Just reading ATC's response scared the everliving shit out of me, and I was not (and never would) consider trying to build a new OS.

Well, I'm off to have nightmares of implementing malloc and free...
[/quote]

Well, I didn't mean to scare ya lol! [img]http://public.gamedev.net//public/style_emoticons/default/tongue.png[/img]

It's actually a [i]lot[/i] of fun... and the feeling of [u][i]overwhelming satisfaction[/i][/u] you get from making the damn thing work for the first time was one of the most rewarding programming experiences I've ever had. Writing you own CSTDLib functions like malloc and free is also extremely rewarding. It's difficult and frustrating to get through it but when you get it working correctly you will be extremely happy and proud of yourself. Each time you call malloc or free you'll be grinning ear to ear knowing [i]you[/i] made that code work. :-)

Even the little things like rolling your own strlen or strcmp functions are fun:

[source lang="cpp"]
// Naive approach; just an example ::
size_t strlen( const char* str ) {
size_t len;
char* ptr = (char *)str;

for( len = 0x00; *ptr != '\0'; ++ptr, ++len ) ;

return len;
}
[/source]

Seriously, you should try your hand at it! It's really challenging and entertaining to roll your own standard lib and try to write optimal routines and functions. And you'll walk away knowing 1000 fold more about C, C++, assembly language, the standard libraries and computer science.

One thing that was unique about my OS project is that I developed it completely within Visual Studio 2008 (Pro). Yes, you can indeed write an OS in Visual Studio! It's all about configuring the environment and project settings correctly, and either writing your own bootloader capable of handling your kernel/loader or implementing the multi-boot standard to make your OS interoperable with a good bootloader like GRUB.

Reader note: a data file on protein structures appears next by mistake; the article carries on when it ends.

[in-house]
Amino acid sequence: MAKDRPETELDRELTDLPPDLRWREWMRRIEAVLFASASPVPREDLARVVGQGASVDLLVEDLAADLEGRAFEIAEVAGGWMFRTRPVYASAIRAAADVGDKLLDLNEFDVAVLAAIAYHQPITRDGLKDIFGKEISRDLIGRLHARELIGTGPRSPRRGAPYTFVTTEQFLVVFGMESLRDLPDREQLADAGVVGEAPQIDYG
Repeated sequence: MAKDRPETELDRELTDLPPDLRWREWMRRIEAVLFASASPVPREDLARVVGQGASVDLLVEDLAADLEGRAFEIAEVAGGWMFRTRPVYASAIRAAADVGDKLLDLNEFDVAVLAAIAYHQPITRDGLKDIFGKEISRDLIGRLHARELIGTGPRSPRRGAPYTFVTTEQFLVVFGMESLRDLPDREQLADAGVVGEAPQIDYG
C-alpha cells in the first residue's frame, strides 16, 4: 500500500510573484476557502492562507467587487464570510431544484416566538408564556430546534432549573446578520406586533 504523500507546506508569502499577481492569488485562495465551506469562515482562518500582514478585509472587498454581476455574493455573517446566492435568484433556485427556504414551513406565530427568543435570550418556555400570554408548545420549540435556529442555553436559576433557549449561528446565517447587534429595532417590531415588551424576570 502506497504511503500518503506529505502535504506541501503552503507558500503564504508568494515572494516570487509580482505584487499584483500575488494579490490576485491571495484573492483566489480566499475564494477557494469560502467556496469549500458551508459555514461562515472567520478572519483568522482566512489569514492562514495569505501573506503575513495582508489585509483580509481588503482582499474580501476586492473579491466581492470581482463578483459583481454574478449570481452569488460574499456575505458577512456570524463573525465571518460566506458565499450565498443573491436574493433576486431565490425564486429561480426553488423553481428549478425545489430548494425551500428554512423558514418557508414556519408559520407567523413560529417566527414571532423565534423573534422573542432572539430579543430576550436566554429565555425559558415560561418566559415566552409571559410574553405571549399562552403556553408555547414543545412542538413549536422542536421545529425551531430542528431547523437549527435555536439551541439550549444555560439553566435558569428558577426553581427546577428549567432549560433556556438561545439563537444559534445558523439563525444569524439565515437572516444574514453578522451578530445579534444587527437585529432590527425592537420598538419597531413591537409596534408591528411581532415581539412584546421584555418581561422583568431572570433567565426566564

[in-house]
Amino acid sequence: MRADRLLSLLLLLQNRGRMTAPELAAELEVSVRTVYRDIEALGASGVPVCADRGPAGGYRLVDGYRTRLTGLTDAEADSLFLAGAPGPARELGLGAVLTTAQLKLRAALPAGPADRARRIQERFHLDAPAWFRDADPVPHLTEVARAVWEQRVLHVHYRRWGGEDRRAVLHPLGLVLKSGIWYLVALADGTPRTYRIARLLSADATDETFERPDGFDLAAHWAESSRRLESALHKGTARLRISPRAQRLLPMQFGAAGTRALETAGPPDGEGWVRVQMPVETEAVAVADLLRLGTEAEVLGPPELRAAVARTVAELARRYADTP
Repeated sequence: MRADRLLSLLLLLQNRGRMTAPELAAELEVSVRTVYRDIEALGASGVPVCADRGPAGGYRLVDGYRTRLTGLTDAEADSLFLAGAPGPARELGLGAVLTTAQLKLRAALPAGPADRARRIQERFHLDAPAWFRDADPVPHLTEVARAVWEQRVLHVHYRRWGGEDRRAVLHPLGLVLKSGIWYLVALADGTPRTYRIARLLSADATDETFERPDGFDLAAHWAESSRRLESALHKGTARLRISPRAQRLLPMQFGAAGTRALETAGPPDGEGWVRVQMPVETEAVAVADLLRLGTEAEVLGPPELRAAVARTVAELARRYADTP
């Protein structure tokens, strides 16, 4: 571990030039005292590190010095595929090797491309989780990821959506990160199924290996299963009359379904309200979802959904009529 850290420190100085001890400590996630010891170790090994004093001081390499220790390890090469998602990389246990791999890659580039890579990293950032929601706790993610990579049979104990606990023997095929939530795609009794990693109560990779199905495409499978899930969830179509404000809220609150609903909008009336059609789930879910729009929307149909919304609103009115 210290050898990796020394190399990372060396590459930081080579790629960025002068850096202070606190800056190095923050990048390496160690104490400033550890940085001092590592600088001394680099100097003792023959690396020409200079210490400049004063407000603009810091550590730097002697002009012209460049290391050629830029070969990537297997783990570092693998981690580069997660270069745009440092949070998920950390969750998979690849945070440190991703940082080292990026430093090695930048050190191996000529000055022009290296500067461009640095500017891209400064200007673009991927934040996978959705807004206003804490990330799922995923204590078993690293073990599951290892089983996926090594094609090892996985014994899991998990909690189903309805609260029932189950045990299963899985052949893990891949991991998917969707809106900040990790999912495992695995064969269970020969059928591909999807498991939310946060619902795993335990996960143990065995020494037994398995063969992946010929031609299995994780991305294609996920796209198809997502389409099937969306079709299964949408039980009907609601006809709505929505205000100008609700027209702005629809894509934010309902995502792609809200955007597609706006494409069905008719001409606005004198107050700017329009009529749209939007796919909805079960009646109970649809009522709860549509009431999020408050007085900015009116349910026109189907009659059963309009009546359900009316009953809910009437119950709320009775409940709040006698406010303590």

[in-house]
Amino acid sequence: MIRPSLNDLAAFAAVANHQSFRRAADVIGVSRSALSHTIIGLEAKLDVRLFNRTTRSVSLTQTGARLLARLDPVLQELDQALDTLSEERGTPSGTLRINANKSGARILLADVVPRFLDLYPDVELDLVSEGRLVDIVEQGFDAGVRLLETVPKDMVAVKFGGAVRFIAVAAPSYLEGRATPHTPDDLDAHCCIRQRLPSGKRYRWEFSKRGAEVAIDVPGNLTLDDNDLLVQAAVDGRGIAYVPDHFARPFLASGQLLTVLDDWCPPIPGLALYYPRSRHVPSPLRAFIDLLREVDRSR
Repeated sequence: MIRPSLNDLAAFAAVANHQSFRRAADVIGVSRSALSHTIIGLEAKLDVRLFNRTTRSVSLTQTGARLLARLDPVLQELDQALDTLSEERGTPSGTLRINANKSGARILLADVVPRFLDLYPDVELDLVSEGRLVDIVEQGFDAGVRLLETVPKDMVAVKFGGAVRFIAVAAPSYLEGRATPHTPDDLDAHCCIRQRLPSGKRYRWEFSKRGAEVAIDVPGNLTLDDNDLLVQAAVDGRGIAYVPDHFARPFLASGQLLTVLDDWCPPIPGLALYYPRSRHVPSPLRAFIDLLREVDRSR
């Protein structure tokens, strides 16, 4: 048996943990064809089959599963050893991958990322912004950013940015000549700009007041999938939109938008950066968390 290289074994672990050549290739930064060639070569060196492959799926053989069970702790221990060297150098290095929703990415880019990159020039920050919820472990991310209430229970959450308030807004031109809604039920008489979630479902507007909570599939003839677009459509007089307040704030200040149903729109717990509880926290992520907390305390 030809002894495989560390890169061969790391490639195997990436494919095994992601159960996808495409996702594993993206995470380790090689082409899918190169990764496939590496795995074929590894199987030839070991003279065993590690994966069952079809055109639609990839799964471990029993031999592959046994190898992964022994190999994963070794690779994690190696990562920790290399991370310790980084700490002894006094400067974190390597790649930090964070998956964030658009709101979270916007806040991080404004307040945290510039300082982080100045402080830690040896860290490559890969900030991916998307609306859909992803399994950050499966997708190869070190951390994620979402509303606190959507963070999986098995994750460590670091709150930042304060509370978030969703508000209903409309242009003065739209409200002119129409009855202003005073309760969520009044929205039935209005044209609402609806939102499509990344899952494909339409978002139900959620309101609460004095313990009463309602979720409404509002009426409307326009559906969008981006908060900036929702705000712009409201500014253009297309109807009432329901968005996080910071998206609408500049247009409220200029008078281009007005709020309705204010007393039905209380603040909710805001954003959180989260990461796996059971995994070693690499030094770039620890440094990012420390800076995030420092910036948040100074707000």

I chose the latter approach, and used GRUB. And my kernel was actually a PE image (.exe file). The way I achieved interoperability with GRUB was by setting the base address of the PE image to the system loader's entry point, and using some assembly language tricks to emit the multi-boot header right there where GRUB would be expecting it. For example:

[source lang="cpp"]
#define dd(x) \
__asm _emit (x) & 0xff \
__asm _emit (x) >> 8 & 0xff \
__asm _emit (x) >> 16 & 0xff \
__asm _emit (x) >> 24 & 0xff
[/source]

That macro will actually embed a dword right into the code. So you can do this:

[source lang="cpp"]
int _loaderMain( )
{
dd( MB_MAGIC_NUMBER );

// ... and so on ...
}
[/source]

I also went so far as to write an entire static lib for handling PE images and reading their headers which could be linked right into the kernel or anything else that needed it. I implemented drivers as DLLs with a special *.DRV extension, and the OS loader (an intermediate loading program loaded by the bootloader that loaded the kernel and critical drivers) could us the "PELib" to read the kernel and driver headers. Just talking about it kinda makes me want to start playing with it all again, but I've got an engine to write lol. [img]http://public.gamedev.net//public/style_emoticons/default/tongue.png[/img]